Birthday bittersweetness

I warned you that I’d be MIA for a few weeks back in mid-September.  And sure enough I have been.  I’ve been recovering from minor surgery.  I’m still not at my best but I am better than I was, so I call that progress.  I have spent many hours with my heating pad.  It’s a new one, so we are becoming quite acquainted.  I’ve been working through all sorts of physical and emotional things for a variety of reasons that still feel a bit too raw to discuss openly just yet.  But the other thing that’s happened in the midst of all of this is my baby girl turning 5.  5!  No other birthday since her first has struck me quite this way.

My daughter at her first birthday party way back in 2010.

When her first birthday rolled around, I knew that I was losing my baby.  In fact the weekly e-mails I got about parenting switched immediately from referring to “your baby” to “your toddler.”  I cried some more.  I wasn’t ready to let go of my baby being a baby.  Looking back on that now, I smile.  And when my son turned 1, I didn’t shed a tear, because I knew the secret: toddlers are way more fun than babies.  You still get the baby snuggliness and cuteness but you also get to see their personality come through even more.  You get to hear more of their thoughts as they start verbalizing things.  You get to really play with them.  It gets good.  Don’t get me wrong.  I don’t think toddlerhood is bliss.  I’d say it’s about 60 percent fun and 40 percent frustration, but the fun is FUN.  The good is so very good.  I didn’t know all of that, though, when my daughter turned 1.  I didn’t know how good it was going to get.  Something happens between the first and second birthday that your child really becomes his or her own person and it’s awesome.

My daughter at her 5th birthday party just over a week ago.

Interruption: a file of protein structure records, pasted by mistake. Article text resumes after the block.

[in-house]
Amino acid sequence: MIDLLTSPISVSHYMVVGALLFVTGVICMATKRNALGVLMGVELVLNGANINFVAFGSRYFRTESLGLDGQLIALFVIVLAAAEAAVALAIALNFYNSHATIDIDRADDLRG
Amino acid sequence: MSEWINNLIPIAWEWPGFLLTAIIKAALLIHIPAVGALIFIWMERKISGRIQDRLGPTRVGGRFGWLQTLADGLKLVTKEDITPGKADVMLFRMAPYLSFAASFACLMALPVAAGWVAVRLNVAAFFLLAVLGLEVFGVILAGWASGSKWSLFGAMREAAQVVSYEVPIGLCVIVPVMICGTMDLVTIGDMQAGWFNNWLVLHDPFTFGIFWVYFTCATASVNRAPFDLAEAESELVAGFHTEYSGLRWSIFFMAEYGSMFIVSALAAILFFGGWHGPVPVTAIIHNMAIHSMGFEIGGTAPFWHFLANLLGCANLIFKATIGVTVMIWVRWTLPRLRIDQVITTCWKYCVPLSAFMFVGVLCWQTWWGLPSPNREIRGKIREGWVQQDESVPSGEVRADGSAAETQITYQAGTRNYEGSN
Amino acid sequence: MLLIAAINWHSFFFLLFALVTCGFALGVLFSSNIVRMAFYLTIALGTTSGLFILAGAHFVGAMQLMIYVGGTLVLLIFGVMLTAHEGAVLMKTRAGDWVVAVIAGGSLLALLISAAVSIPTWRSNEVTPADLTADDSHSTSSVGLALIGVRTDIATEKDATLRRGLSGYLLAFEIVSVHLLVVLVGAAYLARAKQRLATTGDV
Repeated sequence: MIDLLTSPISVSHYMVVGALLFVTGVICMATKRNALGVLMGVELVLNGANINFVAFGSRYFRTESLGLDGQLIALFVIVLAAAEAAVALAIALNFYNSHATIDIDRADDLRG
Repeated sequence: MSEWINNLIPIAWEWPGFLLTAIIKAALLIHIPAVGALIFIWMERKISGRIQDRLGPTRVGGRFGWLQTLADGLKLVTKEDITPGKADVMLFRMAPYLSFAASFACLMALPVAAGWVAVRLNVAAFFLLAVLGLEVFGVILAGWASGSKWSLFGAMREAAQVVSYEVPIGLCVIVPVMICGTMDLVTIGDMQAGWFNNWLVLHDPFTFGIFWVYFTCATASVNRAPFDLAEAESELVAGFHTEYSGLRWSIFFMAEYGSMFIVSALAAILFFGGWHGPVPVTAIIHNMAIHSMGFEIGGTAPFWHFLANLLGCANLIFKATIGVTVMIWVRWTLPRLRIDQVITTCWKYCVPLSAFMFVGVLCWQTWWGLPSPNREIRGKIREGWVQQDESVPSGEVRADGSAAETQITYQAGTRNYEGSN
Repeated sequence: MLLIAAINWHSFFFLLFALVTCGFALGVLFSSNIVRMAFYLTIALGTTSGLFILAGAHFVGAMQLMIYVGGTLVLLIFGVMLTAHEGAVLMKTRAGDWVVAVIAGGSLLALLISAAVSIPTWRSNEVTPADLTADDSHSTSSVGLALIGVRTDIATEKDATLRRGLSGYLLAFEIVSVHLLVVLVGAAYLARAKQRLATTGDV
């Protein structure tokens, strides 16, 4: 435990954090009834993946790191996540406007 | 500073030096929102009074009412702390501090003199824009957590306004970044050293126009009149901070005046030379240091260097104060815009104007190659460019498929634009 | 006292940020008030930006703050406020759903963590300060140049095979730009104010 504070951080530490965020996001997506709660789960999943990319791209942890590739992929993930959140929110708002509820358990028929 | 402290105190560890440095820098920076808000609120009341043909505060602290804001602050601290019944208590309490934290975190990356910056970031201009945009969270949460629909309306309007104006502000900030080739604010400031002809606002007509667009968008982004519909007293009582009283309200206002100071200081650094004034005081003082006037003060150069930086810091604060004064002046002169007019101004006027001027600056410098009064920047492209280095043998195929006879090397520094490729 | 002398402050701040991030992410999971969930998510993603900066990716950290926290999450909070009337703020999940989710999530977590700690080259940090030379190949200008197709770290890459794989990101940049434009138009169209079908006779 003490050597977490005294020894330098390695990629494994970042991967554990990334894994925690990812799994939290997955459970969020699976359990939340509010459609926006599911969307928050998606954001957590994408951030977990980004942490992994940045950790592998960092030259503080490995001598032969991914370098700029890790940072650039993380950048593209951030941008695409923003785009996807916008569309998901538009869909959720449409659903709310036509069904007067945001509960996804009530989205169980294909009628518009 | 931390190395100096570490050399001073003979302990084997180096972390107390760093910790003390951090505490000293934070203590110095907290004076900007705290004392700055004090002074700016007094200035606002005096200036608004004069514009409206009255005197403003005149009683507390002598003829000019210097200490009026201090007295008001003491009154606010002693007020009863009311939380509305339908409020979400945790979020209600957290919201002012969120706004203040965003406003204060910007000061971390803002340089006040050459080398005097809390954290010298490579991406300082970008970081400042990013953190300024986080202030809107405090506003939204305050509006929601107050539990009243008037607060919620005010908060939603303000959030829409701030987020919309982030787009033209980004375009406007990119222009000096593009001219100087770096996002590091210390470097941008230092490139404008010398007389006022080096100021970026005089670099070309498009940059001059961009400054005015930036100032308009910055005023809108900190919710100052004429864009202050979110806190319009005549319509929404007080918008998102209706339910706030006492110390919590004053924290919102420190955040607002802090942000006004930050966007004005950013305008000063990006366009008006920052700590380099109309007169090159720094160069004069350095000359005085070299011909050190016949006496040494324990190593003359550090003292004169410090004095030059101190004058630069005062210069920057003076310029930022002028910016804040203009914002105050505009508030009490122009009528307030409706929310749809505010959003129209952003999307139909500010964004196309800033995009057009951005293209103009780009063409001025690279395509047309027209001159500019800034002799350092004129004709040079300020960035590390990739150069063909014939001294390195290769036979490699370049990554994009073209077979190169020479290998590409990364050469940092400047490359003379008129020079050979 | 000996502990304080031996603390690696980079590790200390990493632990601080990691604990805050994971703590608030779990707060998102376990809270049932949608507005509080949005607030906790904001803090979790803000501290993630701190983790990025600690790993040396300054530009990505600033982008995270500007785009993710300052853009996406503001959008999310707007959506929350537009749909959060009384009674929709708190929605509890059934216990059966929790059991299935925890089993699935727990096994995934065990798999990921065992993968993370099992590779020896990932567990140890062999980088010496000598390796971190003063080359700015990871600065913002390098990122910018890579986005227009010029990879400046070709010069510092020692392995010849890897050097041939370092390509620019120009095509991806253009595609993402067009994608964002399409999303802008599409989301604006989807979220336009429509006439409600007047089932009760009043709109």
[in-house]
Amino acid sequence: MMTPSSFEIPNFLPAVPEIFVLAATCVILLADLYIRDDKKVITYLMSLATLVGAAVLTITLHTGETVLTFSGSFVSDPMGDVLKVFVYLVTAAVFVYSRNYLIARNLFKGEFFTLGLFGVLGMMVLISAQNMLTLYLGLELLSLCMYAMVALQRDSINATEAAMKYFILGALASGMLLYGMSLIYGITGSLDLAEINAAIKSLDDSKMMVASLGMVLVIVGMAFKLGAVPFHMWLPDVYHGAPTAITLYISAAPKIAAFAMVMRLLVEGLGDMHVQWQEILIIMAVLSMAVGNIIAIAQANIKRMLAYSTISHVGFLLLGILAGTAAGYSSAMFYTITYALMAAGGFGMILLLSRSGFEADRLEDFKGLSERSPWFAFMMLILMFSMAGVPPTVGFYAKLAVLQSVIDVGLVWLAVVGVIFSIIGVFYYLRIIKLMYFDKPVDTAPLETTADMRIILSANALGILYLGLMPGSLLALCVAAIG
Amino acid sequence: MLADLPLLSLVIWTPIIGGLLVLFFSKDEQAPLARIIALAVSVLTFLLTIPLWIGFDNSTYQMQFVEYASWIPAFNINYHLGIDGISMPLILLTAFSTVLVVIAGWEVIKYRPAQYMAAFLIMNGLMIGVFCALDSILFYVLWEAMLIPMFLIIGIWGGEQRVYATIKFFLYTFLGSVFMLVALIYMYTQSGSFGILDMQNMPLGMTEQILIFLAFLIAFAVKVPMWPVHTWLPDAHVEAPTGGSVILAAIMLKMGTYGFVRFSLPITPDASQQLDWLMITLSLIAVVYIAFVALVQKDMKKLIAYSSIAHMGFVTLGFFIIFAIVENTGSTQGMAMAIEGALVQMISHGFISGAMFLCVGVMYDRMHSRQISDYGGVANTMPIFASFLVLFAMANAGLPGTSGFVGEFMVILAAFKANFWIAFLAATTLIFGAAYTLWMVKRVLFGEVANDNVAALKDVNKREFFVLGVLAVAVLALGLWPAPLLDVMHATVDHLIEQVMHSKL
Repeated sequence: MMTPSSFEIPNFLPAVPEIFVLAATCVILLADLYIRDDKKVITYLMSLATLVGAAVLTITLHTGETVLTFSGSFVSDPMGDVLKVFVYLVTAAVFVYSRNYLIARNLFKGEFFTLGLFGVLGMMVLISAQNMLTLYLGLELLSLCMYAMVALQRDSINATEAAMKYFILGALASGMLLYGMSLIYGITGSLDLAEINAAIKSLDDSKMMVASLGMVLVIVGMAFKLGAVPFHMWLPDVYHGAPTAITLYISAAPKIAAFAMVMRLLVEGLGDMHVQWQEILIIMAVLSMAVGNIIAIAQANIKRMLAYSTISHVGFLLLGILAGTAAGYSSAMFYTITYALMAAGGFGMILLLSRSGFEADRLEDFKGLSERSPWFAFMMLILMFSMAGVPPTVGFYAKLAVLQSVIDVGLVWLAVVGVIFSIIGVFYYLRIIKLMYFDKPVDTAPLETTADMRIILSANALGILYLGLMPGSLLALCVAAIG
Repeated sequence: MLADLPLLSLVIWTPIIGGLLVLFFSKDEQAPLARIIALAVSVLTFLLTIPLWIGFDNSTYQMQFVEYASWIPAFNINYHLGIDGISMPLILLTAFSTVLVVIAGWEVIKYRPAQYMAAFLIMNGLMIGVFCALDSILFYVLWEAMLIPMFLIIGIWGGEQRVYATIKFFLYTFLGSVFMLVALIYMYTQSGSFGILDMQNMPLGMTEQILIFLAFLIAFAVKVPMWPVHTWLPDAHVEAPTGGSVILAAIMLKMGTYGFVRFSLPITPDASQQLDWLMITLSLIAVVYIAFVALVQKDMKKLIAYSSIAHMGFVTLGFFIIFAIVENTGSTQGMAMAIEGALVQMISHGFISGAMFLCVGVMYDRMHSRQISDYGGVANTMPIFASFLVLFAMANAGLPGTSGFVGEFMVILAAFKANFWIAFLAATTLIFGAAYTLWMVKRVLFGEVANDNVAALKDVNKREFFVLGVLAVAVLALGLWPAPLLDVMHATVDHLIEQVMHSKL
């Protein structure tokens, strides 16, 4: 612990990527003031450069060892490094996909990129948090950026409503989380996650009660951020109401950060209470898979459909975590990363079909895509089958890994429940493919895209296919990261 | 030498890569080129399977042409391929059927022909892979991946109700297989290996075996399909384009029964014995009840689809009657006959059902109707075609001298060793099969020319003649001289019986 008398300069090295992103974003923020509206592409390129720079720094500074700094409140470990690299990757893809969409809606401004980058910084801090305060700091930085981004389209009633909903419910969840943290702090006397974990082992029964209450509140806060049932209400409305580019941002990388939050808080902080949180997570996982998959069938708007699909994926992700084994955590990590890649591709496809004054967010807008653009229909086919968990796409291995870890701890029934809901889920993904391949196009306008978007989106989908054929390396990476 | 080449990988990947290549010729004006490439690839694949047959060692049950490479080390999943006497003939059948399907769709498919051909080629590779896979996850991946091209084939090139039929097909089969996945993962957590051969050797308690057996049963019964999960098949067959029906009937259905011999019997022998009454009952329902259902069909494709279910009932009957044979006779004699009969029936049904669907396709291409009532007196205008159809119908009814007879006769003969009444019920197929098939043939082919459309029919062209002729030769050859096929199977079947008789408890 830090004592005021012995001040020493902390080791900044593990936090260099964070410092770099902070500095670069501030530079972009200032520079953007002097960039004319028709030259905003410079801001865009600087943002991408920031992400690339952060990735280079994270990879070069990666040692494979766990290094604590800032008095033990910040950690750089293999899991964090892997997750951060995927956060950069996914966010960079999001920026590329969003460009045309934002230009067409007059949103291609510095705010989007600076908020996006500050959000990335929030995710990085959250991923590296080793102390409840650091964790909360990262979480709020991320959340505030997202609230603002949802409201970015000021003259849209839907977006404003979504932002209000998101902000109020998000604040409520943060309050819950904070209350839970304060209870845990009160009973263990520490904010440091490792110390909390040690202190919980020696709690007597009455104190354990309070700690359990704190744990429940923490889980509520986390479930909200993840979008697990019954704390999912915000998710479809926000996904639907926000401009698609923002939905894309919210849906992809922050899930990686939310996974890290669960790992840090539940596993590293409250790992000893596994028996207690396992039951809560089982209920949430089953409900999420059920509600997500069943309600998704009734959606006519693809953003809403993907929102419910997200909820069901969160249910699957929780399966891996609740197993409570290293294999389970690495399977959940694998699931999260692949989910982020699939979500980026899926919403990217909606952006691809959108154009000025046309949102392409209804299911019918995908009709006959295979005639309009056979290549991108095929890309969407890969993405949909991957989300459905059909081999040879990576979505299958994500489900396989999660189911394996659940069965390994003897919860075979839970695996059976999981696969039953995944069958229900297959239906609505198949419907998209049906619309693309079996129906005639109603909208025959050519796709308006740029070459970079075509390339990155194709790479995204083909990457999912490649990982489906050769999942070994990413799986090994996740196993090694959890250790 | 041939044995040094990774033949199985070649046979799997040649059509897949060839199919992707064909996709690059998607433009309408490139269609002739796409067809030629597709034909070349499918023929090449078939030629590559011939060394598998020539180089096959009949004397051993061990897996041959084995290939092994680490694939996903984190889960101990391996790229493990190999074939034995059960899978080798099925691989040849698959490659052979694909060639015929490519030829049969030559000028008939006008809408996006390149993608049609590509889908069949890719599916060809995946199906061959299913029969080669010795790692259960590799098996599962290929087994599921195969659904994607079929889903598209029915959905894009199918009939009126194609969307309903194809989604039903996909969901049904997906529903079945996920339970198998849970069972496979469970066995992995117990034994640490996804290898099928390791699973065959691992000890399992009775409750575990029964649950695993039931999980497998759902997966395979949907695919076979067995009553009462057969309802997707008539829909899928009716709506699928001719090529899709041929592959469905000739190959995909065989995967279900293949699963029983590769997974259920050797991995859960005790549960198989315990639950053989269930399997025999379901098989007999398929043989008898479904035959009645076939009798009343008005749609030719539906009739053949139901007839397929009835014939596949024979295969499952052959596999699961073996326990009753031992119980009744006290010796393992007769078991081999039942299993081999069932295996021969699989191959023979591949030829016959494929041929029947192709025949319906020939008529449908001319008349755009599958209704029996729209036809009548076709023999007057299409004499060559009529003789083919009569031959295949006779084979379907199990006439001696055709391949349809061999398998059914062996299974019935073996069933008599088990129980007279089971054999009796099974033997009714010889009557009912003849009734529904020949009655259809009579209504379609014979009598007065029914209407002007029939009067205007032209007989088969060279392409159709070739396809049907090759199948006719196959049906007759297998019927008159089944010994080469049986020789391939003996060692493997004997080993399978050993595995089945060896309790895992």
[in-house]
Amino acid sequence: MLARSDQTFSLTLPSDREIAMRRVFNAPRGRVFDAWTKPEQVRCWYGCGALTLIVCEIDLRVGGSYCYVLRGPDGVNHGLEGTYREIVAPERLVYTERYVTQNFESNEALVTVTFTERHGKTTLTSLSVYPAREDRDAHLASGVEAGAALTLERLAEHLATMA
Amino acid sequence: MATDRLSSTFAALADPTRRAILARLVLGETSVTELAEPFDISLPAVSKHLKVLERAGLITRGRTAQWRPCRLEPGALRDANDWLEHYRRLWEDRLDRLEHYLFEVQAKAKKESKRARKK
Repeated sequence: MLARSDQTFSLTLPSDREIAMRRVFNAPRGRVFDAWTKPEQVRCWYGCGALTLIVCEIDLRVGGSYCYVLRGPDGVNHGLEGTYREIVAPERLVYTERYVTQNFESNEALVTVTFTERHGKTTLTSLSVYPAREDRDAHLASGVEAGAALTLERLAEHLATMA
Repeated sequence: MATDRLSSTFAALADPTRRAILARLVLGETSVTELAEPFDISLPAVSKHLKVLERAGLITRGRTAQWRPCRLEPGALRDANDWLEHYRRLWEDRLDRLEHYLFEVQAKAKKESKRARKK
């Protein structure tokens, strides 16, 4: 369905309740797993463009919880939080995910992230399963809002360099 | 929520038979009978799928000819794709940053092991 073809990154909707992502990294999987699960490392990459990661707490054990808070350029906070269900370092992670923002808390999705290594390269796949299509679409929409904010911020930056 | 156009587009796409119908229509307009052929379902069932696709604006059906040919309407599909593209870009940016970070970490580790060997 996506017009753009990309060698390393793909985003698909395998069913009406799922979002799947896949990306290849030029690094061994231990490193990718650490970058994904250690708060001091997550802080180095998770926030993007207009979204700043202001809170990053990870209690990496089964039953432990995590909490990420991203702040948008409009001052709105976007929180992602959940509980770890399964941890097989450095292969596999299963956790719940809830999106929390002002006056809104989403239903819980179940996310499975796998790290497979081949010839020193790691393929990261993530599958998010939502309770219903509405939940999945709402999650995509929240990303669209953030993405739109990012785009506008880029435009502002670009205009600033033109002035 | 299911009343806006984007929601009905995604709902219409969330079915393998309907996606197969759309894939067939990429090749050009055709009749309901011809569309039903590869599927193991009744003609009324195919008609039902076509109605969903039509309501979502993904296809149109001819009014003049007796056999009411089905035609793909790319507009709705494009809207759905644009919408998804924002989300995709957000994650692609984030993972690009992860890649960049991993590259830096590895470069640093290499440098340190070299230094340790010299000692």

But, 5 has caught me off guard.  It signifies that kindergarten is soon on its way (almost a year away, but I know it’s coming!).  After this year, she will no longer be able to hold up fingers on only one hand to show her age.  My little girl is growing into a big girl. She’s getting more mature.  She’s getting more independent and I don’t know if I am ready for that.  While she spends three hours, four days a week in PreK now, I know that next year she’ll start school and I’ll lose my days with her.  Never again will we be consistently, happily home together most of the time she’s awake.  And that makes me sad.  That makes me sad even on days when I’d give my left arm to remember what it feels like to do something just for me and get a break.  I am not ready for my little girl to grow up.

At the same time, I cannot stop it.  I’m sure I have lamented about this before on my blog.  It’s not new information and it most certainly isn’t unique to me. Generations of moms before me have dealt with the same feelings.  I almost feel like I need to apologize to my own parents for growing up, but at the same time if I hadn’t grown up, they wouldn’t have had these beautiful grandbabies.  It’s how life is meant to be lived.  It’s the cycle that has been continuing from the very beginning of time.

Maybe in 3-1/2 years when my son turns 5, I won’t feel it quite as keenly.  Maybe I’ll approach his 5th birthday as I did his 1st, knowing that what is to come is so very good.  For now, my daughter has a week out of school on fall break.  I won’t say that every waking moment I’ll be by her side, playing and having fun.  In fact, as I type this I’m in another room from her while she’s watching a show on Netflix as her baby brother naps in his room.  But, I will have fun with her.  I will laugh with her.  I will enjoy her for who she is today as a 5-year-old because I have a very good feeling that before I know it, she’ll be a 15-year-old and I’ll be yet again asking myself where the time has gone.

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